Crozes-Hermitage is an appellation of the northern Rhone valley in France. It covers a relatively large area on the eastern bank of the Rhone river, to the north and south of Tain L'Hermitage town. Much larger than the prestigious Hermitage appellation which it surrounds, Crozes-Hermitage is also much more prolific. In 2011 almost 70,000 hl of wine were produced and sold under the Crozes-Hermitage title – more than the other seven northern Rhone appellations combined.
(© Christophe Grilhé)
The vast majority (around 90%) of Crozes-Hermitage wines are red, and made predominantly from Syrah. Interestingly, the other grape varieties used in the red wines here are Roussanne and Marsanne the light-skinned varieties used to make white Crozes-Hermitage Blanc.
The exception to this is an interesting and uncommon one: the only other grapes that may be added to a red Crozes-Hermitage blend are Roussanne and Marsanne. These are also the only two varieties permitted in white Crozes-Hermitage wines. The co-fermentation of white grapes with red is designed to soften the otherwise robust wines and add complexity to their aroma – it is restricted by law to a maximum of 15% of the final blend.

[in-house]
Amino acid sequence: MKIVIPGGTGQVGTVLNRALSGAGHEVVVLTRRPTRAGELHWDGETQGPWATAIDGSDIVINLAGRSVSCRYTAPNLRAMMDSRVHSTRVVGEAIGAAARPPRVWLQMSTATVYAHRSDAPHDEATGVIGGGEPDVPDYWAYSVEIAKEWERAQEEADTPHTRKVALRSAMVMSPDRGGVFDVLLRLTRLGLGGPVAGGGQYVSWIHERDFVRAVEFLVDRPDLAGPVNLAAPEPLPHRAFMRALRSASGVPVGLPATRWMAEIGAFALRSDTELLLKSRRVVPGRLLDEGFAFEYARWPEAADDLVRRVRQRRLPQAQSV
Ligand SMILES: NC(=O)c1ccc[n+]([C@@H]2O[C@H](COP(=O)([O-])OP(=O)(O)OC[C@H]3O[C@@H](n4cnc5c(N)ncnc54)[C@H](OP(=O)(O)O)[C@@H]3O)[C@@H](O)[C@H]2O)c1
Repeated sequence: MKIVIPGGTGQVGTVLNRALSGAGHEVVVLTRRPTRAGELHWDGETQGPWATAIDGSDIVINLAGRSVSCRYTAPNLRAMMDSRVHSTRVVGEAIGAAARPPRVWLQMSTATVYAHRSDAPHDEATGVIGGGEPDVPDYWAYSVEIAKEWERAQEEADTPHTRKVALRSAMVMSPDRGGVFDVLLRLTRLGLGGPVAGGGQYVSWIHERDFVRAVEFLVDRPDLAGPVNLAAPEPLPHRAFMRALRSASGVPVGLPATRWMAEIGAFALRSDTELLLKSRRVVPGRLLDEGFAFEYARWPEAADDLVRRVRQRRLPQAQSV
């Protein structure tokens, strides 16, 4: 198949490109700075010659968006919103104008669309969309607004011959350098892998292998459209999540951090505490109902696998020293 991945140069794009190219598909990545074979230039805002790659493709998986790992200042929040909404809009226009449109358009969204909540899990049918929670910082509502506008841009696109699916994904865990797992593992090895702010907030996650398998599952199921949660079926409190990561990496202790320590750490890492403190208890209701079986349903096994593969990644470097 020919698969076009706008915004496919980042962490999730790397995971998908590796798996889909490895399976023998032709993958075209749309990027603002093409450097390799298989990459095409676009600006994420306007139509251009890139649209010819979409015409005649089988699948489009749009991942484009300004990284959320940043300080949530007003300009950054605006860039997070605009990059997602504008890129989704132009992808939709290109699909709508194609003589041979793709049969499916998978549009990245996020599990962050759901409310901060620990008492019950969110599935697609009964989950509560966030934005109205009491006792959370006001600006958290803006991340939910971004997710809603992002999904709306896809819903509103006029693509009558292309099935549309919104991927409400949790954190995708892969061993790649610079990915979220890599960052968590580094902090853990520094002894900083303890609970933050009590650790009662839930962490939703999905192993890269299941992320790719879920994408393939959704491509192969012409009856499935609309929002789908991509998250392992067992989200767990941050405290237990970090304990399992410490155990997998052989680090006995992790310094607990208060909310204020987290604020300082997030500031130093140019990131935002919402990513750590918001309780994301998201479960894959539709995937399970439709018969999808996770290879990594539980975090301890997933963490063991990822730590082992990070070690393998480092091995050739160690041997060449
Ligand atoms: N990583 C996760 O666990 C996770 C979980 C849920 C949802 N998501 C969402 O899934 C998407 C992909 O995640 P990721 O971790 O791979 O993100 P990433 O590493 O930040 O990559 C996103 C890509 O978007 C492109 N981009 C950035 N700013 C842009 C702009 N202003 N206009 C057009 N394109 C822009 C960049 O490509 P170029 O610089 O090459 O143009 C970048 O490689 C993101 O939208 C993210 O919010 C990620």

The wines made here are generally less complex than those from Hermitage; they are grown on richer soils that challenge the vines less, resulting in fruitier, simpler wines. The valley floor does not benefit from refreshing air currents or prolonged sunshine, leading to slightly stewed flavors in the wine, particularly in hot years. The prices that Crozes-Hermitage wines attract is somewhat limited by this simplicity, meaning that costly barrel maturation is rarely employed to add complexity and structure to the wines.
The terroirs of Crozes-Hermitage are many. There is an area north of the town of Tain L'Hermitage that benefits from a favorable mesoclimate and a warmth-retaining granite bedrock and produces richer, more complex wines than those from the flatter lands to the south. These eastern areas of the appellation have a predominance of clay and limestone soils, while the southern areas closer to the river are set on alluvial soils. Neither of these areas benefits from the increased elevation or sunshine levels enjoyed by the south-facing hillsides further north. This less-favorable environment produces wines that age for only five to ten years for the better red wines, and only a couple of years for the whites. The positive side to this is that the wines are much less expensive, and those from areas such as Gervans in the north (for reds) and Mercurol in the east (for whites) can provide excellent, affordable expressions of the local wine style.